by Jean Shea

Jean Shea, MASSAGE MagazineThe other day I heard someone say the best way to deal with the recession is to “be nice to your customers and wait it out.” Recession or not, good customer service is a necessity for any successful business; however, I’d be the last person to suggest you just wait out this recession.

If there’s one thing I’ve learned from navigating BIOTONE over its nearly 30-year history, running a business is like riding a roller coaster. You don’t get to the top and stay there. To succeed, you need to learn how to ride the ups and downs of changes in the market—not to mention the day-to-day problems that challenge your best-laid plans.
While this current recession is unnerving, it’s not the first—and it won’t be the last.

If the economists are right, we’ll begin to see light at the end of this economic tunnel by early next year. Issues of duration aside, we all know some businesses will survive and some will not. I’d bet my bottom dollar the ones that survive—and, more importantly, come out stronger—are not just waiting the recession out.

By the same token, I’m not recommending you throw caution to the wind with a let’s-spend-lots-more-on-marketing-and-new-services-now-to-gain-share strategy. Some people may succeed while doing so, but the vast majority will end up throwing their money into this economic hurricane.

The fact is, when times get tough, consumers—including your clients—constantly evaluate where and how to spend their money. They base their decisions on what in their lives is or isn’t necessary. Making more noise is unlikely to impact consumers’ budget constraints.

It’s better to be disciplined with your spending, make sure your current marketing program is working and keep your eye on the bottom line.

That said, I’ve learned from my own experiences there are other ways to expand your business that don’t require assuming more additional financial burden.

It may be a cliché to say you need to reinvent yourself, but it’s true. Times like we are in now call for taking a hard look at your service offering and figuring out if there are other ways to become even more valuable to your customers. That was my intention for BIOTONE when we moved into the spa-treatment marketplace. After many years of focusing strictly on professional massage-therapy products, I entered the spa market with our body treatment, facial care and pedi products in order to become a full-service supplier.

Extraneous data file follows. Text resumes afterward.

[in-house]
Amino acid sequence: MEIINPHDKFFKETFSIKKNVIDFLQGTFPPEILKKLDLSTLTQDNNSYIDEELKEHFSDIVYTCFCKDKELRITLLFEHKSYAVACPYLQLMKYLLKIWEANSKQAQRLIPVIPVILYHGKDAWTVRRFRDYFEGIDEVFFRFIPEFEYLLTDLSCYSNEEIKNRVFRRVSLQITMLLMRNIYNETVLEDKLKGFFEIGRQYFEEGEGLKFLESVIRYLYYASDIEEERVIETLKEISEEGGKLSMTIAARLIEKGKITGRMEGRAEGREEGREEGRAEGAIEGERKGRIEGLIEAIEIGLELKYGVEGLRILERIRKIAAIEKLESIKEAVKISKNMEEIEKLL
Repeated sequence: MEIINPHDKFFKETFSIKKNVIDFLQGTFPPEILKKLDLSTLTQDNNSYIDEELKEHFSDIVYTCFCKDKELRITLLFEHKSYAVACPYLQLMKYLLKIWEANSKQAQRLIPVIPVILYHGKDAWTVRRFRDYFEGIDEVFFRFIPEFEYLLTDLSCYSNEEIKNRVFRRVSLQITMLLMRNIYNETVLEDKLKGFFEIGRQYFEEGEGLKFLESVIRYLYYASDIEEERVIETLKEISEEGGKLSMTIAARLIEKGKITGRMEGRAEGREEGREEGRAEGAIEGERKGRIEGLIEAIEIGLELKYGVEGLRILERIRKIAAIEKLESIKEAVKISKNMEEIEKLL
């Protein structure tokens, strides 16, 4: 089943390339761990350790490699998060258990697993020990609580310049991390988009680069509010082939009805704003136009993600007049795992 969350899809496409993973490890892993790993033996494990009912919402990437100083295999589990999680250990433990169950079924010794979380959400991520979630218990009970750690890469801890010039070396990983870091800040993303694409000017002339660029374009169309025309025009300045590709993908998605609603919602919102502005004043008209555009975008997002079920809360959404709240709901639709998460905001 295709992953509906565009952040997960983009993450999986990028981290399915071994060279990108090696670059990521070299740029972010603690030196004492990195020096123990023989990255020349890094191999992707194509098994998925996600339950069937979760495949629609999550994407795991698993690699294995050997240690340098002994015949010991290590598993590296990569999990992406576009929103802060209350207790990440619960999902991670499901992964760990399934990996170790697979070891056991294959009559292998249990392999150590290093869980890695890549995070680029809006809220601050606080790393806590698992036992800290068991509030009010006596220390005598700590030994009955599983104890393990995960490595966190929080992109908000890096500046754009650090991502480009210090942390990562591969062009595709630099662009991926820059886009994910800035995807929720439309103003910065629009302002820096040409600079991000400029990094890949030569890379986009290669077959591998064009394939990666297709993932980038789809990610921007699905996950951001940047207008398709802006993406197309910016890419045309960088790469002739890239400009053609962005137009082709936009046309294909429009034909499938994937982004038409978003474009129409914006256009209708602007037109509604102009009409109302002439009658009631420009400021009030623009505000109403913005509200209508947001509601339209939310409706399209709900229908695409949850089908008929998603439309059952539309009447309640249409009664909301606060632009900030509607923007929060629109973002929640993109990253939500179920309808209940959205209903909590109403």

As a massage therapist, adding extra spa treatment options to basic massages increases your service offering and, in turn, your income. Even though customers may be budget-conscious now, they will be ready for new offerings when the market turns around. If you have more time available because business is slow, use it to enhance your skills.

You should also think about building your market presence through partnerships. Partnerships are a major source of referrals, and they also enable you to provide a more comprehensive service offering. I value that BIOTONE has a range of partners, including distributors, schools, professional associations and research organizations. Our partners are part of the BIOTONE family and help us extend our brand to professionals and the public we might not otherwise reach.

Think about who you can partner with to complement your offering and help expand your marketing efforts. As a massage therapist, you might want to partner with an esthetician or health-service provider for referrals and promotions, including open houses. Work closely on pricing and conveying value to clients through your marketing materials and sales messages. Choose someone who shares your philosophy about customer service and professionalism, and you might stand to double your client roster.

Be visible and get involved in your community. As a business owner, you are always in a get-new-customers mode, and now more than ever you want as many people as possible to know about you and your services.

Volunteer your services to individuals who otherwise might never be able to afford the kinds of services you offer, and in the process showcase to other community members the skills you have. Become a board member of an organization you support. Board membership is a wonderful way to meet other influential members of the business community. Your local chamber of commerce probably hosts networking events for local businesses. Attend some of these events.

Be visible online, too, with social networking. BIOTONE is on Facebook and Twitter. I find these new channels fascinating in their potential to communicate directly with customers. Social networking lets you engage directly with your customers about issues of mutual importance, trends and new ways to use products and services. Social media also keeps you in front of your customers on a regular basis, and costs you only your time. If you are shy about social media, there are many professionals available who can help you negotiate these new online worlds.

These suggestions are meant to get you thinking about how to stay in the game while the recession takes its course. Waiting it out might sound comforting at times—but to survive and thrive, you need to get out of your comfort zone.

Jean Shea is the founder and CEO of BIOTONE, a manufacturer of professional massage oils, crèmes, lotions and gels, as well as spa body-and-facial treatment products. Shea founded the company in 1980 and today continues to help create and manufacture all of the company’s formulas.